Friday, March 13, 2020

2020-21 State Aid: Closer to Equality?

Note, this was written before Coronavirus. It was accurate back in February, but the parts about aid gains are inaccurate now because the $336 million in new revenue was cancelled.

Updated state aid disparities are here.  The 2020-21 deficit for underaided districts will be $1.9 billion.

2020-21's state aid distribution is the fourth year of New Jersey's attempt to bring equality to NJ's K-12 state aid through the combination of increasing the overall state aid package and redistributing Adjustment Aid from overaided districts to underaided districts, with Phil Murphy's proposed $491 million increase the largest increase NJ's schools have gotten since the 2011-12 Great Recession rebound year, but with the new aid focused on NJ's most severely underaided districts.

I admit that back in the 2016-2017 gubernatorial campaign, I had doubts about Phil Murphy's commitment to state aid equality, but the 2020-21 budget, which cuts Adjustment Aid by $155 million, puts those doubts to rest.

Starting with Chris Christie's final budget in 2017-18 and including 2020-21, New Jersey has now redistributed $307 million in Adjustment Aid.  The combination of that $307 million plus $1.3 billion in new state aid has dramatically reduced the number of districts who are severely underaided, from 50 districts with deficits over $4,000 a student in 2016-17, to only fifteen in 2020-21.

To put it in terms of what percentage of their state aid districts are receiving, we went from a recent peak of 141 districts getting less than 50% of their state aid in 2016-17, to only three getting less than 50% in 2020-21: Atlantic City, South Hackensack, and Cumberland County Vo-tech.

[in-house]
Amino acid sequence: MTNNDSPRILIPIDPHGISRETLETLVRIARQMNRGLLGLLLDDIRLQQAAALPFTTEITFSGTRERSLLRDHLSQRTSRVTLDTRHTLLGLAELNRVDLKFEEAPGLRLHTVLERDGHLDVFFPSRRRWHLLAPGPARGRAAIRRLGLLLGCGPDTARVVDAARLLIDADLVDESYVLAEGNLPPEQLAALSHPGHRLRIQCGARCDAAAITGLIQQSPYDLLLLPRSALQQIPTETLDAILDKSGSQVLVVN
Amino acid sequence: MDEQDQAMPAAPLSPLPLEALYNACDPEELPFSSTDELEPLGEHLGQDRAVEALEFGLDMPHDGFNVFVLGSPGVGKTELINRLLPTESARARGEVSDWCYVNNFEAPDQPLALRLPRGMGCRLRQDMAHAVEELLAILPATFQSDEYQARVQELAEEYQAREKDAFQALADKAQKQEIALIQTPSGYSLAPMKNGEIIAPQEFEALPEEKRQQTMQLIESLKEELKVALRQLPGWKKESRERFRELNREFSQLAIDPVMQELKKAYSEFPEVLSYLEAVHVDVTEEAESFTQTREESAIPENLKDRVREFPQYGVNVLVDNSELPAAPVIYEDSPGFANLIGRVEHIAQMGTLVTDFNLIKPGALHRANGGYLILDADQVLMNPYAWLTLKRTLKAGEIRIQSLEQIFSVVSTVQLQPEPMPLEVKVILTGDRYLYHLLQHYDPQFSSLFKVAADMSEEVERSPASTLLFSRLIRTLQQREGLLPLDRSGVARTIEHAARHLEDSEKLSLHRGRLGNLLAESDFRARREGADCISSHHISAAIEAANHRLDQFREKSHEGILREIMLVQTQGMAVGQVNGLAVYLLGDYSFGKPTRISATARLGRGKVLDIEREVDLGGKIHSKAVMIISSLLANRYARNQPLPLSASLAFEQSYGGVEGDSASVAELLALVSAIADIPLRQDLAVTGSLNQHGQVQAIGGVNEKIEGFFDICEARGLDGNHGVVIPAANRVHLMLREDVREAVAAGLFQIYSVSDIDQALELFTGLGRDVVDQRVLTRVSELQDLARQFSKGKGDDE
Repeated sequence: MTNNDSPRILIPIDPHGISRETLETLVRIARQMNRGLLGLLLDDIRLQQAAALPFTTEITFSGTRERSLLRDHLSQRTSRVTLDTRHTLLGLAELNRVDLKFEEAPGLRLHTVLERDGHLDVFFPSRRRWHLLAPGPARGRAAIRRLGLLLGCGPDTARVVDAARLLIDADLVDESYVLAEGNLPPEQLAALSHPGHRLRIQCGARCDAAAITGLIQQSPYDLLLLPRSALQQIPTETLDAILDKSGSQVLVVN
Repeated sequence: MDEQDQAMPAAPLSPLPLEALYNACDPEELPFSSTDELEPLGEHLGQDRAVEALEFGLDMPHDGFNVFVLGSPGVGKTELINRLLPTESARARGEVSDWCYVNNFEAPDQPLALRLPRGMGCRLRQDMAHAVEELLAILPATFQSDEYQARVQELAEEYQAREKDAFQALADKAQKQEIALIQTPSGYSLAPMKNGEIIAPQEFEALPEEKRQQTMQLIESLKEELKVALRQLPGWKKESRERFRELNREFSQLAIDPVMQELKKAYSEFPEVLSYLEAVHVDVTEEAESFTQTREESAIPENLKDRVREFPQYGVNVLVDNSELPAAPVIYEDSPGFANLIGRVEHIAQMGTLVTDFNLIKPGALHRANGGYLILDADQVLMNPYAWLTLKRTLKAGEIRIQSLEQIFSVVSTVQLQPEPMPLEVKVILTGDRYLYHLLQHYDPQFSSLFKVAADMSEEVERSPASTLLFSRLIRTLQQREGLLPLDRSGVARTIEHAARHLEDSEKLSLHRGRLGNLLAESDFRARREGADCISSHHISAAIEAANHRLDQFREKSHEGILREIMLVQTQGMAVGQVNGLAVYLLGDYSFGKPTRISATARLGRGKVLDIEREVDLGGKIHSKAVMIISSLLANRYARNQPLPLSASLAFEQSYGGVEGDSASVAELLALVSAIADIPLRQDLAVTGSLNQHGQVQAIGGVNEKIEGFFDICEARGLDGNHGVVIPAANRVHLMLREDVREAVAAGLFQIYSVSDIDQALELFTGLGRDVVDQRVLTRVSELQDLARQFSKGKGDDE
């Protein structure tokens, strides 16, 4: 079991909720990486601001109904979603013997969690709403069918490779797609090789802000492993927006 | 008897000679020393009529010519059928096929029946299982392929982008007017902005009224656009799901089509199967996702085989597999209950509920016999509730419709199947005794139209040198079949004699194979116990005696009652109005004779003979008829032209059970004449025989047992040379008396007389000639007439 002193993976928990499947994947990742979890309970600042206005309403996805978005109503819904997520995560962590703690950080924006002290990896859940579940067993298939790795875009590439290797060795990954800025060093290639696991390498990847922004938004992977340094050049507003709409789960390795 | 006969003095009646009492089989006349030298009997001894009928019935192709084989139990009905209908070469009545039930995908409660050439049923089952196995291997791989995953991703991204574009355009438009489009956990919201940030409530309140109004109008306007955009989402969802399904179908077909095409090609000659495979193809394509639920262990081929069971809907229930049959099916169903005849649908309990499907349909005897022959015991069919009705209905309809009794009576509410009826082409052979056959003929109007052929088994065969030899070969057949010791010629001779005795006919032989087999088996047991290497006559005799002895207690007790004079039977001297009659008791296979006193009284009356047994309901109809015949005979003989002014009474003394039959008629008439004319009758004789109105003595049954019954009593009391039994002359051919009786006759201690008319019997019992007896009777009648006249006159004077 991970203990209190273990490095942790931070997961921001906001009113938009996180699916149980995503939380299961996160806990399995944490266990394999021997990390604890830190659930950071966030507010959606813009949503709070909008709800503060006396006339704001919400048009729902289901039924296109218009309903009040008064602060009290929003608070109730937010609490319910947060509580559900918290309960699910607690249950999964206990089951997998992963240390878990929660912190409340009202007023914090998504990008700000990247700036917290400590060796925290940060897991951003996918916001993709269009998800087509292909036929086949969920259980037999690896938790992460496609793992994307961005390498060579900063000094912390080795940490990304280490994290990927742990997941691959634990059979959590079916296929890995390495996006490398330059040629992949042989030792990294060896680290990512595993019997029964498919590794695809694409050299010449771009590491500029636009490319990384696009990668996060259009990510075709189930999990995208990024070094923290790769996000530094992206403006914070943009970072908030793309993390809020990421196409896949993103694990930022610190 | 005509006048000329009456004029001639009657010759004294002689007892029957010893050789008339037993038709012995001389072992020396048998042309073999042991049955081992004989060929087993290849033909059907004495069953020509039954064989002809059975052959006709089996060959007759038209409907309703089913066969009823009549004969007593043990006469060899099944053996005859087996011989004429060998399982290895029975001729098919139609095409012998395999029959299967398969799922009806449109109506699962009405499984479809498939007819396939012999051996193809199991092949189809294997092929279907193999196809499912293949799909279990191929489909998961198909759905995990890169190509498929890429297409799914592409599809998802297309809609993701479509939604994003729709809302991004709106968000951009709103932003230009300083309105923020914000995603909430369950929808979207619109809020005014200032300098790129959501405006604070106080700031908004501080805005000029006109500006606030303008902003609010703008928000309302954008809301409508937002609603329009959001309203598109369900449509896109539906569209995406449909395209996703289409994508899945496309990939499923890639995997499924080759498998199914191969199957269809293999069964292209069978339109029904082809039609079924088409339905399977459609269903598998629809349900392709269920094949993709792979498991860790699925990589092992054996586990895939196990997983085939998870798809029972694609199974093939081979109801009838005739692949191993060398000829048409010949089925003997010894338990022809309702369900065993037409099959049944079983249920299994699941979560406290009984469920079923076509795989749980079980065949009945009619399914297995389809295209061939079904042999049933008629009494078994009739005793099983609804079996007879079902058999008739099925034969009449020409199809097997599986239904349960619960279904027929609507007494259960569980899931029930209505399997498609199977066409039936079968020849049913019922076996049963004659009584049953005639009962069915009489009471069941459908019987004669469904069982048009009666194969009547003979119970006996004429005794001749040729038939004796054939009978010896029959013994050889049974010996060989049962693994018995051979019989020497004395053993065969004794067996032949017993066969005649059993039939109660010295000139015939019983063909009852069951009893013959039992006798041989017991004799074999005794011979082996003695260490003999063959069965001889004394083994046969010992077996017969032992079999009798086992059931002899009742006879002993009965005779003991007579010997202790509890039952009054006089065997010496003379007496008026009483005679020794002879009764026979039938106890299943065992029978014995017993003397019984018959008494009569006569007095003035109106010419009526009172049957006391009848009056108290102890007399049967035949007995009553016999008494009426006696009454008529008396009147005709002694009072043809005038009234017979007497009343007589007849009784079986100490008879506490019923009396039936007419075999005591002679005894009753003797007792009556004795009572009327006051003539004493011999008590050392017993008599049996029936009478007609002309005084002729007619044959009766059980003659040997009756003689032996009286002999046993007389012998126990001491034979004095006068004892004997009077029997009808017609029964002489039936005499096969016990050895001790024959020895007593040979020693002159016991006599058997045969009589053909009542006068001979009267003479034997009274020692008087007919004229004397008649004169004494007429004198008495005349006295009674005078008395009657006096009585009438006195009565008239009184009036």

Looking at all districts, if New Jersey can provide the money promised in Phil Murphy's February 25th budget speech, the median district is only underaided by $331 per student, a recent low.  Back in 2016-17 and 2017-18, the median deficit was over $500 per student.  The median district now gets 88% of its SFRA aid target too, a recent record, compared to the median district getting less than 85% four years ago.

Despite the $491 million proposed infusion of aid into the underaided districts, their deficit only shrank by $220 million, from $1.78 billion in 2019-20 to $1.56 billion for 2020-21, due to the dynamic nature of district needs and the constant increase of Adequacy Budgets.

The Overaided:

There are 216 overaided students, with a total of 324,154 students, down from 342,275 in 2019.  The overaided districts have a surplus of $552 million. ($1612 per student, weighted average)

  • There are twelve districts with surpluses over $4,000 per pupil, with Asbury Park at the most overaided, at $8,138 per pupil.
  • There are ten districts with a surplus of $3,000 to $3,999 per pupil.
  • There are 34 districts with a surplus $2,000 to $2,999 per pupil.
  • There are 61 districts with a surplus of $1,000 to $1,999 per pupil.
Weymouth Township in Atlantic County will get 527% of its recommended state aid, or $1,319,479 when SFRA says it only needs $309,300, making it the most overaided in percentage terms of operating districts.

Cape May Point is non-operating (it has only three students), but it gets 927% ($16,339 versus
$1,975). Cape May Point, has a $3,837,923 Local Fair Share and is among the districts that should get $0 aid at all and undergo involuntary consolidation. 

I exclude Interdistrict Choice money from my comparisons because Interdistrict Choice money is outside of SFRA, but if I included Choice money, Deal would be NJ's most overaided, receiving over 1,000% of its recommended state aid.

I will now profile specific state aid information for three overaided districts, Asbury Park, Pemberton, and Jersey City.

Asbury Park Starts to Meet Reality

Asbury Park has long been ridiculously overfunded and overaided.  The fact that Asbury Park was literally America's highest-spending district among K-12s with more than 500 students and was academically in NJ's bottom 5%, is one of several pieces of evidence that the premise of Abbottism where exceptionally high-spending can be transformative is wrong.

Some Democrats acknowledge that excessive spending has failed in Asbury Park, but Asbury Park became the Republican poster child for Abbott waste, and the favorite Republican talking point to argue that NJ needed to change state aid.